The Zhuhai Airshow showcased Chinese J-20 Mighty Dragon stealth fighter jets fitted with domestically produced engines, a significant milestone as Beijing pushes the capabilities of its J-20 aircraft in a bid to rival the USAF F-22.
During this week China International Aviation & Aerospace Exhibition (aka Zhuhai Airshow), a major Chinese military airshow in which China’s People’s Liberation Army Air Force (PLAAAF) showcased advanced weapons and aircraft, Wang Wei, the Deputy Air Force commander of the People’s Liberation Army, issued a veiled challenge that if the US is not scared of China’s advanced weapons “let us meet in the sky.”
As reported by South China Morning Post, Wei referenced comments about China that US Air Force (USAF) Secretary Frank Kendall made in August. Kendall said during an interview with Defense News that the focus of the USAF should be to stay ahead of China’s military technological developments to continue to field the types of weapons that “scare China.”
“Recently a counterpart of mine who is from a major country claimed that he wants to scare China,” Wang said, in an apparent reference to Kendall’s remarks on Sep. 29, 2021.
“The Chinese Navy is capable and confident to ensure national security and defend integrity, as well as make a contribution to world peace,” Wang added said. “I can only say, if they are not scared, let us meet in the sky.”
Wang’s threatening remarks extended not just from his own branch, the People’s Liberation Army Air Force (PLAAF), but also the People’s Liberation Army Navy (PLAN).
According to American Military News, Wang’s posturing comes as US military forces have increasingly asserted their navigational rights in areas of the Pacific, even as China has sought to assert territorial claims throughout the region. China, in particular, has claimed a wide area of the South China Sea as its own, including the Spratly and Paracel Islands. China has also placed increasing pressure on the island of Taiwan, which governs itself as an independent nation but which China claims as its own territory.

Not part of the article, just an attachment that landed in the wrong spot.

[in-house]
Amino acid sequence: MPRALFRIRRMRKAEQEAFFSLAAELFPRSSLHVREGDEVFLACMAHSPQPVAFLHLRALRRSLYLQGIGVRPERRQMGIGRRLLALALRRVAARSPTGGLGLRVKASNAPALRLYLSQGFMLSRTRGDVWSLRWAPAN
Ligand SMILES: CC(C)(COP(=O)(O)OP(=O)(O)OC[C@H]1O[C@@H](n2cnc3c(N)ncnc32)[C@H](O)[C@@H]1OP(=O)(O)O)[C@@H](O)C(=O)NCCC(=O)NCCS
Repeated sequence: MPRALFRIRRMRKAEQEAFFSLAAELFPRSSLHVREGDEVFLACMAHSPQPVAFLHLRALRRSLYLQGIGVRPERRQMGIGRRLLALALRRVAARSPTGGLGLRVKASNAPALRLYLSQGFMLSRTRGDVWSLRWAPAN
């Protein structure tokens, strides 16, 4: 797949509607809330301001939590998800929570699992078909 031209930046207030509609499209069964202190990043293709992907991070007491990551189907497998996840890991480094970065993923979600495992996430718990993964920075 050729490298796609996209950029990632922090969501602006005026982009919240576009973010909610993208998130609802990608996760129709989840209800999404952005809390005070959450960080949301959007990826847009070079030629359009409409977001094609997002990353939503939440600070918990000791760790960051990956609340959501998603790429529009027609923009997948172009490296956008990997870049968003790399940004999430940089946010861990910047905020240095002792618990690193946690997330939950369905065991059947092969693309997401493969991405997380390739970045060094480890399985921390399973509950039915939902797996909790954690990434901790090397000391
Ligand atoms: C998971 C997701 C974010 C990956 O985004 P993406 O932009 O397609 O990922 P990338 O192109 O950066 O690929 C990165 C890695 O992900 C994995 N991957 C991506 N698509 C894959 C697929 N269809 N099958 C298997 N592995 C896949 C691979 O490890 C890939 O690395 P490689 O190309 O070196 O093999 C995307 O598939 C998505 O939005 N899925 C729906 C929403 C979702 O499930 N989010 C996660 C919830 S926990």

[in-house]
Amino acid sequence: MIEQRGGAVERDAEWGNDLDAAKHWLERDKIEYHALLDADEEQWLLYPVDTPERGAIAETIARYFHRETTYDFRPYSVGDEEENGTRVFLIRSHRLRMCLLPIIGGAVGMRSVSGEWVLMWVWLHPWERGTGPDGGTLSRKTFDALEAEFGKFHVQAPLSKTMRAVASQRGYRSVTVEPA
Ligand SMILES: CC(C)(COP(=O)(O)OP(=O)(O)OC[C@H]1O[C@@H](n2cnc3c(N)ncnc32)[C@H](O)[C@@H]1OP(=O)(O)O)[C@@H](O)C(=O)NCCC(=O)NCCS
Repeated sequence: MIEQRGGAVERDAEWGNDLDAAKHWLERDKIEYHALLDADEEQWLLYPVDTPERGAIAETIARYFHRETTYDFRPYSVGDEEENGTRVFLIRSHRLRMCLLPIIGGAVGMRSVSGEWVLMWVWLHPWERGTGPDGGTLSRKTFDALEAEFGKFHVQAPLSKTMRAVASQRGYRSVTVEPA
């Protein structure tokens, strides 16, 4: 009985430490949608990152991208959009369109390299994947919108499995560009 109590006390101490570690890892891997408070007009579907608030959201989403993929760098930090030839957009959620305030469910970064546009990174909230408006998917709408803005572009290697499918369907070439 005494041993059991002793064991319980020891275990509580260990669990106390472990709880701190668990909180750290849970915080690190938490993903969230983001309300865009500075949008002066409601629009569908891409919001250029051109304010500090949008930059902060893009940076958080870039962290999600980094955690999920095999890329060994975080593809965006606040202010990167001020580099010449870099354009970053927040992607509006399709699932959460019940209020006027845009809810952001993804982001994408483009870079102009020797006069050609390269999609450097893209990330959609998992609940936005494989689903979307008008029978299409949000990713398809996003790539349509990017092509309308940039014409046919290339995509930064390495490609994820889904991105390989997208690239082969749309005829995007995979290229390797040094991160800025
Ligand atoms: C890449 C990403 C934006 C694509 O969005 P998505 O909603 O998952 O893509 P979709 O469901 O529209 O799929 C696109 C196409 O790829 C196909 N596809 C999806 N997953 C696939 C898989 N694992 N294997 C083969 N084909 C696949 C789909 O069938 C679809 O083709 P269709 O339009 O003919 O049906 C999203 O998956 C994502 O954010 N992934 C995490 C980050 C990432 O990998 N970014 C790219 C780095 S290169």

Noteworthy the Zhuhai Airshow showcased Chinese J-20 Mighty Dragon stealth fighter jets fitted with domestically produced engines, a significant milestone as Beijing pushes the capabilities of its J-20 aircraft in a bid to rival the USAF F-22.
As reported by the CNN, the pair of twin-engine J-20s that put on a show for crowds at China International Aviation & Aerospace Exhibition in the southern city of Zhuhai on Sep. 28, 2021 were equipped with the WS-10 engine. The WS-10 was developed by the PLAAF to replace Russian engines that were in early versions of the J-20.
In June, the state-run Global Times tabloid said a unit of the J-20s equipped with the domestically developed engines had been activated in the country’s northeast region, with China Central Television showing images of the planes flying in an event commemorating the 100th anniversary of the Communist Party.
Citing an anonymous military expert, the report said that “more PLA units based in different locations across the country are expected to get more J-20s, significantly enhancing the PLA Air Force’s capability of safeguarding the motherland’s sovereignty, airspace and development interests.”
The Chengdu J-20 Mighty Dragon is a single-seat, twinjet, all-weather, fifth-generation fighter aircraft developed by China’s Chengdu Aerospace Corporation for the PLAAF. The J-20 is designed as a fighter with precision strike capability; it descends from the J-XX program of the 1990s.
The J-20 made its maiden flight on Jan. 11, 2011, and was officially revealed at the 2016 China International Aviation & Aerospace Exhibition. The aircraft was in military service by March 2017, with the aircraft officially entering combat training phase in September 2017.